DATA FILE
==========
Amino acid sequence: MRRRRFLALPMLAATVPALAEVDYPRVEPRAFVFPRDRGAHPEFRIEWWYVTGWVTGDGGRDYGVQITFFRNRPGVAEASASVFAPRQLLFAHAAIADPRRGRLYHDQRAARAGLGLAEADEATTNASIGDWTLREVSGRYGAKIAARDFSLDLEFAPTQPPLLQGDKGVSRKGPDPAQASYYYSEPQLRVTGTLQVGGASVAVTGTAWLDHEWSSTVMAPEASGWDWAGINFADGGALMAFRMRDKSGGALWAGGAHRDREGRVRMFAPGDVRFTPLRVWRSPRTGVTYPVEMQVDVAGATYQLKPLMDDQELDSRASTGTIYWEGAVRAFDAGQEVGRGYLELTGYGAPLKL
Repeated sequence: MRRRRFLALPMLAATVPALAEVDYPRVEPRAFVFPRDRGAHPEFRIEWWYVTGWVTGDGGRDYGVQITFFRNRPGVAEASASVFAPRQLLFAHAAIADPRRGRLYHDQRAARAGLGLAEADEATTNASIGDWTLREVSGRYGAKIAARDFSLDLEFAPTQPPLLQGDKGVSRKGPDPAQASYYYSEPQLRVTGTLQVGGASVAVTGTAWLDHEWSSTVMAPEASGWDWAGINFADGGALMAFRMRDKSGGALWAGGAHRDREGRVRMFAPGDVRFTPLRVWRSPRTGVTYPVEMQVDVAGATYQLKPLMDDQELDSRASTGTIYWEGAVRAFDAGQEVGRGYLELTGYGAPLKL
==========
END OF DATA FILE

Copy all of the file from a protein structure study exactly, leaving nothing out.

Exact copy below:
Amino acid sequence: MRRRRFLALPMLAATVPALAEVDYPRVEPRAFVFPRDRGAHPEFRIEWWYVTGWVTGDGGRDYGVQITFFRNRPGVAEASASVFAPRQLLFAHAAIADPRRGRLYHDQRAARAGLGLAEADEATTNASIGDWTLREVSGRYGAKIAARDFSLDLEFAPTQPPLLQGDKGVSRKGPDPAQASYYYSEPQLRVTGTLQVGGASVAVTGTAWLDHEWSSTVMAPEASGWDWAGINFADGGALMAFRMRDKSGGALWAGGAHRDREGRVRMFAPGDVRFTPLRVWRSPRTGVTYPVEMQVDVAGATYQLKPLMDDQELDSRASTGTIYWEGAVRAFDAGQEVGRGYLELTGYGAPLKL
Repeated sequence: MRRRRFLALPMLAATVPALAEVDYPRVEPRAFVFPRDRGAHPEFRIEWWYVTGWVTGDGGRDYGVQITFFRNRPGVAEASASVFAPRQLLFAHAAIADPRRGRLYHDQRAARAGLGLAEADEATTNASIGDWTLREVSGRYGAKIAARDFSLDLEFAPTQPPLLQGDKGVSRKGPDPAQASYYYSEPQLRVTGTLQVGGASVAVTGTAWLDHEWSSTVMAPEASGWDWAGINFADGGALMAFRMRDKSGGALWAGGAHRDREGRVRMFAPGDVRFTPLRVWRSPRTGVTYPVEMQVDVAGATYQLKPLMDDQELDSRASTGTIYWEGAVRAFDAGQEVGRGYLELTGYGAPLKL